I’m lucky. I have an amazing lady from Autism Delaware named Heidi Mizell in our family corner. An Autism mom herself, she is a family advocate with Autism Delaware and an endless supply of resources for us moms who are new to this (you know, the ones walking around with huge eyes and shaky hands, overwhelmed at all that’s been dropped in our laps). She cares. She will help guide us through this process, and help us get everything set up the way it needs to be so it benefits Caleb the best. I had known her before all this started from helping the family I had worked for as a therapy assistant. I never thought I would actually need her help. Again, the Lord directs our steps and paths.
After the Evaluation and Eligibility/IEP meeting, I’ll be doing a follow up post to this one with how it went and what the plan is.
Would you be willing to help our family out? Would you be willing to pray for us? Prayers for the evaluation and eligibility/IEP meeting; prayers for a smooth transition to the new school environment; prayers for those working and guiding and helping Caleb; and prayers for Brian, Caleb and myself as we start this arduous but inspiring trek that many other families have done before us and many will do after us. Feel free to add us to your church’s prayer list, and please know that we have deep gratitude for each prayer offered up.
We know that with God, all things work together for good. We cling fast to that as we struggle to see through the fog and see what that exact good is, never doubting that He holds every one of us in His hands, just like the children’s song says.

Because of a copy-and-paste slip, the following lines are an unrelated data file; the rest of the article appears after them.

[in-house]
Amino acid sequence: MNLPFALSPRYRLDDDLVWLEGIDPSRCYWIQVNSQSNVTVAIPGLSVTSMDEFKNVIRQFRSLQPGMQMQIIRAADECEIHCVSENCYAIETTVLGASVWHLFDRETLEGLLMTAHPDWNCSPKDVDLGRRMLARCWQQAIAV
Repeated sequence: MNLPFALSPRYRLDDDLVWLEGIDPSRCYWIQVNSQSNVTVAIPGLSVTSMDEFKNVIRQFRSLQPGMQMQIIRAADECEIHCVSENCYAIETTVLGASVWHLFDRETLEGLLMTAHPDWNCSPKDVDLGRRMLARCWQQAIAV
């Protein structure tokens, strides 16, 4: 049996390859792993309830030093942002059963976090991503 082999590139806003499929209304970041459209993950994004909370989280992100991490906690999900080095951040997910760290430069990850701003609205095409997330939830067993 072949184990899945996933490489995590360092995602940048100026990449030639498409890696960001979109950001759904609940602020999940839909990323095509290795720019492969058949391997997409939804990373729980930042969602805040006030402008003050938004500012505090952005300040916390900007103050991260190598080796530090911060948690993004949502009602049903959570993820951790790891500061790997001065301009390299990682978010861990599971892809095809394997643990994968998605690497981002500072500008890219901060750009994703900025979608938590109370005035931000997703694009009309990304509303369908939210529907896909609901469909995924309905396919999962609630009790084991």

One of my favorite sayings is from Laura Ingalls Wilder’s Little House on the Prairie:
There’s no great loss without some small gain.
This saying can be applied to all aspects of Life and teaches us gratitude for what we do have. Yes, we’ve lost a lot- dreams, patience, time, tempers, and sleep. But what do we have? We have faith, and grace, and peace, joy, overall health, brain smarts, giggles, goofy songs, thoughtfulness, and unconditional love.
I know we will persevere through this; we always do. I’m thankful and blessed to have a husband who will help carry the burden between us, in laws that help whenever it’s needed, and close friends who support and uplift my spirits as well as love and dote upon my son like no other. In other words, we will be okay❤️
Family Photos December 2017 at Gibraltar Gardens; Wilmington, DE. Photos taken by Jenifer Fekete-Santo of JFS Photography Design.